Let no man convent; but afterwards he might have the allowance reproach his memory because he chose the former. of a sick or aged brother, with such further indulIt is easy while death is at a distance, to dare his gence as his health required. Such was the melanapproach; but when he is come near, he stands clothed choly fate of one who had sat among the mitred princes in terrors which will ever make the flesh of man to of the land. Whether or no he repented of his reshrink. We must also recollect, that Bishop Pecock, cantation, we have no certain intelligence. The strictthough he maintained that the Romish Church had ness of his imprisonment might seem to argue that this erred, never professed to withdraw himself from her was the case, and that through fear of its being known, communion : with the light he had, his object was, his persecutors determined that Pecock should never not to attack her as an enemy, but to reform her as a look again upon the face of man. In his dungeon he friend: and great allowance must be made for the igno- died. Surely we have abundant reason to bless God rance and uncertainty, which, in those miserable times, for the light and liberty which we enjoy. " The lines disquieted and dulled the clearest judgment.
are fallen to us in pleasant places : yea, we have a Sad was the humiliation to which this unfortunate goodly heritage.” Let us use our privileges, as preman was doomed. He was brought in his episcopal cious talents, to the glory of the God who gives robes to St. Paul's Cross, in the presence of twenty them.
S. thousand people, and there made to stand at the Archbishop of Canterbury's feet. Fourteen of his books were presented to the bishops his judges, and these CONVERSION OF MR. JOHN FRENCH. he was ordered, with his own hands, to deliver to be thrown into the fire then ready for that purpose.
Tue following interesting narrative was contained in a Then standing at the cross he read his recantation in
letter from Mr. Rogers, vicar of Warminster, Wilts, English, to the following effect :-“In the name of
to the Bishop of Salisbury. It is printed in the corGod. Amen. Before you, the most reverend father in
respondence between Mr. Burke and Dr. French Christ, and Lord, the Lord Thomas, by the grace of
Lawrence. God archbishop of Canterbury, primate of all England, “ Upon my first being placed in this large and and legate of the apostolic see, I, Reynold Pecock, populous parish by Bishop Sherlock, it was not only unworthy bishop of Chichester, do purely, willingly, my duty, but, at the same time, my pleasure to get simply, and absolutely confess and acknowledge, that 1, in times past, that is to say, by the space of these
acquainted with, and be informed of, the characters, twenty years last past and more, have otherwise con
dispositions, and opinions of those whom I was sent ceived, holden, taught, and written, as touching the to instruct. Among them, I soon found a gentleman, sacraments, and the articles of the faith, than the much respected for his sense and understanding (Mr. holy Church of Rome and universal Church ; and also John French, the grandfather, by the mother's side, that I have made, written, published, and set forth of Dr. French Lawrence), and looked upon as an many and divers pernicious doctrines, books, works, writings, heresies, contrary and against the true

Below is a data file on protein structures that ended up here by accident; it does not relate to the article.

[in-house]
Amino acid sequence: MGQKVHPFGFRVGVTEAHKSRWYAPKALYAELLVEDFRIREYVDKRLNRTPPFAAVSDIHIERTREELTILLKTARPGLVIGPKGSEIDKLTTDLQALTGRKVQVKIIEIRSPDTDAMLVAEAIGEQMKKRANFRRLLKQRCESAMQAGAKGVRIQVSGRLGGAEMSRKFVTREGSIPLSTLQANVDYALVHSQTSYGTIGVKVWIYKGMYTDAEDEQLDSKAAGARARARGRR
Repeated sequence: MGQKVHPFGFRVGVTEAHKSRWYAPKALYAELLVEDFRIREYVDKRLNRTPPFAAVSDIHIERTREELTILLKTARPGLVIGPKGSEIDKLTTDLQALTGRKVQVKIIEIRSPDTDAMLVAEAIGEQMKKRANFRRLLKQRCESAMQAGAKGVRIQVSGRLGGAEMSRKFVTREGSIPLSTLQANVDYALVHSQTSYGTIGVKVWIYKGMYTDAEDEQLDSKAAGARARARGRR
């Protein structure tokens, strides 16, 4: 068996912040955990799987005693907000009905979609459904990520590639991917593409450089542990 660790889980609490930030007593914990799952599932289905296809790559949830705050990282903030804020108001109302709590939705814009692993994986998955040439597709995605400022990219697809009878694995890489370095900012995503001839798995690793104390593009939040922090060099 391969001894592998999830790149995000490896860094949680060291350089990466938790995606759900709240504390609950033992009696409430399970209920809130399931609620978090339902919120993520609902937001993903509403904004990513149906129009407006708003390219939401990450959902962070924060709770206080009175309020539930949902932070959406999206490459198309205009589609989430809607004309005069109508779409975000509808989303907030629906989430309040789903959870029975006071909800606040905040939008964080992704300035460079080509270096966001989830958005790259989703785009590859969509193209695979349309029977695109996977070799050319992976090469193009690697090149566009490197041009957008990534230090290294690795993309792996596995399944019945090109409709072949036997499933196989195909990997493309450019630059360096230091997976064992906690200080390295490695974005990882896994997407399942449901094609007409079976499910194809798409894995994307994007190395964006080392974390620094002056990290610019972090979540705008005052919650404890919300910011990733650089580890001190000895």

oracle within the circle of his acquaintance. He was catholic and apostolic faith, containing in them errors
tolerably well skilled in the mathematics, and read contrary to the catholic faith.” He then specified the
the classics with ease. It was very rare, and someerrors particularly charged against him, and pro- what extraordinary must have happened, if ever he ceeded “Wherefore I, Reynold Pecock, wretched neglected attending Church on Sundays. He always șinner, which have long walked in darkness, and now
brought with him his Greek Testament, in which he by the merciful disposition and ordinance of God, am reduced and brought again into the light and way of read with the minister the several portions of Scriptruth, and restored unto the unity of our holy mother ture as they were appointed. But I soon learned that the Church, renounce and forsake all errors and here- all his friends held him to be a rank deist; and sies aforesaid." He further required all persons, as quickly discovered that at Church the one supreme they tendered their souls and his, to deliver in all
God was the sole object of his faith and worship ; writings of his which they might have in their keep
for, whenever the Gloria Patri' was said or sung, ing, that the same might be openly burnt, as an example to others. Many copies were then brought I could not but observe bis inattention, by his wiping forward and cast into the flames.
his spectacles, shutting his book, gazing about him, This scene was doubtless intended to strike terror
or the like. The same was observable at the reinto the minds of the people. If a man of such dis
He was, however, tinction, a bishop too, and wearing the robes of this peating of either of the creeds. order, was to be seen compelled to such a humiliating always decent; and whatever were his particular nopunishment, even after he had submitted himself to tions, he never troubled the world with them. I lived the will of the Church ; what was to be expected by with him in strict harmony and friendship many years, laymen who dared to hold out against her authority? | almost eighteen. He had many moral excellencies ; It was shewn by fearful proof, that no man, whatever